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The car entered production on the 19th April 2004 and was completed seven days later. Finished in Nuovo Nero Daytona with crema hide stitched in black with black carpets. The car was additionally optioned with “Daytona” pattern seats, Fiorano handling pack-21mm rear anti roll bar, red brake callipers, lower ride height,” quicker” steering ECU, Pagid brake pads-enamel Scuderia wing shields and a leather rear parcel shelf. Upon completion the car was transported to Ferrari UK-one of 182 575 F1’s of which just 120 currently remain taxed or SORN’d, with just 25 finished in black- and in turn to the Ferrari agents, JCT 600 in Leeds where it was first registered on the 15th May 2005 to 41 year old company director Miss Katherine S of West Yorkshire. The then list price was £163,200 which included road tax first registration fee and delivery. The F1 gearbox option costing £6500 more than the manual version. The Fiorano handling package (HDL1) adding £2115.00 Scuderia enamel wing shields (LOGO) £951.75, “Daytona” pattern seats (DAY1) £1,468.75, black stitching (STC1) £176.25and leather rear shelf (SHF1) £705.00.
The second owner appears to be Mr Stephen B also of West Yorkshire who acquired the car on the 1st November 2007 with some 10,000 miles now covered. Two years later, on the 27th November 2009 it was bought by 39-year-old software development director, Mr Andy G of Hertfordshire with 14,100 miles from Maranello Sales of Egham, Surrey.
The penultimate owner was company director Mr Robert O of London who appears to have bought the car from London Ferrari agents, HR Owen in September 2010 with 15,155 miles. Mr Orr used the car very lightly with it apparently being stored for a large part.
Purchased by the last owner Dr Phil W of Surrey in November 2015 with 16,240 miles following a 18,750-mile service. Since Dr W's ownership the car has been maintained exclusively by Rardley.
The car is complete with all of its factory handbooks including the service book as well as past invoices and MOT’s. The Certificate of Conformity is also present which is essential should the car be exported.
As with all Ferraris, the heart of this model is the engine, in which the 575 is an abbreviation of the larger 5,750 cc effective displacement which has resulted in a subsequent increase in power and torque, long the marque’s main development goals. In characteristic Ferrari terminology, the M stands for “modified,” meaning that all round performance has been improved. Overall performance in particular has been worked on, backed up by more advanced vehicle dynamics and the introduction of the F1-style gear change in a road-going Ferrari V12 for the very first time.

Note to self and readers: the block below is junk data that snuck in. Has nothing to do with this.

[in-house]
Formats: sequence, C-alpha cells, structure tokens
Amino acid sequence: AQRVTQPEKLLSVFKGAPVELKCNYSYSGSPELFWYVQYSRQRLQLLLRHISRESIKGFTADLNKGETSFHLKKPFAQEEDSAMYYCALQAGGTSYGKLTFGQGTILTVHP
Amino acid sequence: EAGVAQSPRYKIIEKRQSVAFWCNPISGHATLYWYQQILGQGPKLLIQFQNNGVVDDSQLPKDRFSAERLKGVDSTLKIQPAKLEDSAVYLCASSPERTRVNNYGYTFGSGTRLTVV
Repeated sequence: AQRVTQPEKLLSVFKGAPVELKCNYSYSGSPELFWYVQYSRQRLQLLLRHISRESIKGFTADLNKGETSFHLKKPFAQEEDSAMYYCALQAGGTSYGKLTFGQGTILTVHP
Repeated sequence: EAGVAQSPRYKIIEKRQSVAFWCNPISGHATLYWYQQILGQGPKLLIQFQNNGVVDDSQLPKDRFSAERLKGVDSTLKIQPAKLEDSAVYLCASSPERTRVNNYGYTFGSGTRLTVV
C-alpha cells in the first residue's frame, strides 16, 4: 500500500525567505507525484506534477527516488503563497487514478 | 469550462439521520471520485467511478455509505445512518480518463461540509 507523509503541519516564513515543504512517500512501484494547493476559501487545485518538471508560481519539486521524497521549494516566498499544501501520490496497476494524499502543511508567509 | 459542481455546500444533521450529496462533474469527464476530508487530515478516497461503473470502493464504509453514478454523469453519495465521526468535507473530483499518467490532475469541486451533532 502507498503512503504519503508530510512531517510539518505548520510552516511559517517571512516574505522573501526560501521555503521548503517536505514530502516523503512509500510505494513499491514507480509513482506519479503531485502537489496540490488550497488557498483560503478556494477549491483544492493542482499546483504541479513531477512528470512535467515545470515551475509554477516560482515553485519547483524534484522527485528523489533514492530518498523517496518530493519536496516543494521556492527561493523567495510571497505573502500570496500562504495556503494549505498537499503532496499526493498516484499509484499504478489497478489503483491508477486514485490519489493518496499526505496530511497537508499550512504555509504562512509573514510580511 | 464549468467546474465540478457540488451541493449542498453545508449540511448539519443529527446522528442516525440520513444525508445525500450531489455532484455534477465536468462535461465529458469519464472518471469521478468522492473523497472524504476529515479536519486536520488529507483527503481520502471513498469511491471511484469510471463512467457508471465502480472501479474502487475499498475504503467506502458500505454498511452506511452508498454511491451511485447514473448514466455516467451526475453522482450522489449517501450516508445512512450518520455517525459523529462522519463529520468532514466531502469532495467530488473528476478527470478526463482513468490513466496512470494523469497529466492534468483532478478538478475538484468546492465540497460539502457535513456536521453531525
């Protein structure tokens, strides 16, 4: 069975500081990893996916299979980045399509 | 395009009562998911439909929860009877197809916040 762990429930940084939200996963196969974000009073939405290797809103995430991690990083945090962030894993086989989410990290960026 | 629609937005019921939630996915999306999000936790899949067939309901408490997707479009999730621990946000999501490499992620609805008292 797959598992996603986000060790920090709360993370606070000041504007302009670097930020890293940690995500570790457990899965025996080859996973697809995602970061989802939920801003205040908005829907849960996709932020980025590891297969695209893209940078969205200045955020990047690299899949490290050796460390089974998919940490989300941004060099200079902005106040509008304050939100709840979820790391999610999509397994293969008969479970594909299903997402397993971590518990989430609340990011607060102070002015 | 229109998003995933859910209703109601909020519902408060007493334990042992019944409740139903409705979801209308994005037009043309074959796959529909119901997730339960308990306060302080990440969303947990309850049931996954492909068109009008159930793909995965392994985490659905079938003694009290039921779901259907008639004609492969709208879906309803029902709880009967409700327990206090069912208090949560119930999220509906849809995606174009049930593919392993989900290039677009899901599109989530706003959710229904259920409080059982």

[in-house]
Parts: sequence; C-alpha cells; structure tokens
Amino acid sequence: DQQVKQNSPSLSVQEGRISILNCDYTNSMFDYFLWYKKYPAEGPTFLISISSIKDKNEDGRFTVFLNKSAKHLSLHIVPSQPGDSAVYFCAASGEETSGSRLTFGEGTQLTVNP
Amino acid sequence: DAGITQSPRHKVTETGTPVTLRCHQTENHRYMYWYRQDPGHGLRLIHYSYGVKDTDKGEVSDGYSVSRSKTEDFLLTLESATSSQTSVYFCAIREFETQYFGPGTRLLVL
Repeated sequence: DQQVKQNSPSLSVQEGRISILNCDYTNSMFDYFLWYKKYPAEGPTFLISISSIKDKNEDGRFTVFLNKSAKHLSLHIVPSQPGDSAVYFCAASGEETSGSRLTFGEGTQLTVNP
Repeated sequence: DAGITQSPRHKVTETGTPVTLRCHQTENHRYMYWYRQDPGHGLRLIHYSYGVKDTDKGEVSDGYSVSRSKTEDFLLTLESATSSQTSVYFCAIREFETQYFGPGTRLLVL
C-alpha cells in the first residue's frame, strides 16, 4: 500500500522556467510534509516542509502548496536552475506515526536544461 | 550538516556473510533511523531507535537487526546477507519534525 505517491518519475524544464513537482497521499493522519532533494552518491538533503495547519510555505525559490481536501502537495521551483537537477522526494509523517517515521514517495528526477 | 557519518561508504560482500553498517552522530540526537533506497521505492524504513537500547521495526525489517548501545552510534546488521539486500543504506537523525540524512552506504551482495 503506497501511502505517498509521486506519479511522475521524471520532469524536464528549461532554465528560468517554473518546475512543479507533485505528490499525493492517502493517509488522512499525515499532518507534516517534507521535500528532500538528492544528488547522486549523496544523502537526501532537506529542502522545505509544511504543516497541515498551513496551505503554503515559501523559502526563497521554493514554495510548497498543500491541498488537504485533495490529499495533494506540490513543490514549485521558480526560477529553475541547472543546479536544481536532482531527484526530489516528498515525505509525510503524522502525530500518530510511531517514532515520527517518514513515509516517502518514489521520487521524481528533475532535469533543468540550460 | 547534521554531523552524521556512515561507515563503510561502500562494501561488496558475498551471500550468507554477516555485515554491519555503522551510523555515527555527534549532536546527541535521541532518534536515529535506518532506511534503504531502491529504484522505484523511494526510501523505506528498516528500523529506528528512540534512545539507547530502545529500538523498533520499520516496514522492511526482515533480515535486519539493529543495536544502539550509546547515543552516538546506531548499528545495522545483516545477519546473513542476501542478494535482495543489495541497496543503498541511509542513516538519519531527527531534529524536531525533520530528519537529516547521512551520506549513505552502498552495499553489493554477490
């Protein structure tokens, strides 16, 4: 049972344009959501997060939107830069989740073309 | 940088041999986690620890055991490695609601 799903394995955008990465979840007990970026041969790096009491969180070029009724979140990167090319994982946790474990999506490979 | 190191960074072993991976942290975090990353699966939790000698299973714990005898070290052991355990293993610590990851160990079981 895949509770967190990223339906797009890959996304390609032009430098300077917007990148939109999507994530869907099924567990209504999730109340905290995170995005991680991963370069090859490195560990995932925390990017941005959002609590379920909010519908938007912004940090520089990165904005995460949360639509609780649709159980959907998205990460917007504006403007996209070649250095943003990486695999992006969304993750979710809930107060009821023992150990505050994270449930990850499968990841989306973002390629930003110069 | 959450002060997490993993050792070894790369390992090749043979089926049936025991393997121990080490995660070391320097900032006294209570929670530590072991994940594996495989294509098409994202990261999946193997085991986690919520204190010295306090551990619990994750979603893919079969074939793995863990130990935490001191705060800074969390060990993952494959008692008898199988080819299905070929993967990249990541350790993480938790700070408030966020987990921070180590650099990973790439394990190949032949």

The features that made the 575M Maranello unique were all referred to in its name. The 575 indicated the fact that its effective displacement had been boosted from 5500 to 5750 cc which resulted in a subsequent increase in power and torque, long the marque’s main development goals. In line with traditional Ferrari terminology, the M stood for “modified,” meaning that all round performance had been boosted. Apart from the work done on the engine, this was also the very first time that an F1-style gearbox had been used on road-going Ferrari V12 too. It was decided not to modify the beautifully sober and balanced styling of the 550 which had earned it instant classic status and which was actually perfectly in tune with Ferrari’s return to the high performance front-engined berlinetta scene.
The only modifications were as the result of the 575’s greater technical demands: newly-designed air intakes on the new front end for refined aerodynamic and fluid-dynamic efficiency, and a new treatment for the front spoiler. Lastly, the headlamp clusters were redesigned with a car-coloured body and grey surround with xenon technology for the dipped beam as standard, and headlamp washers. Aerodynamically, the final flourish was the honing of the airflows around the wheels and the addition of small fairings to reduce drag. Every last detail of the underbody was also lovingly sculpted to generate downforce whilst cutting drag.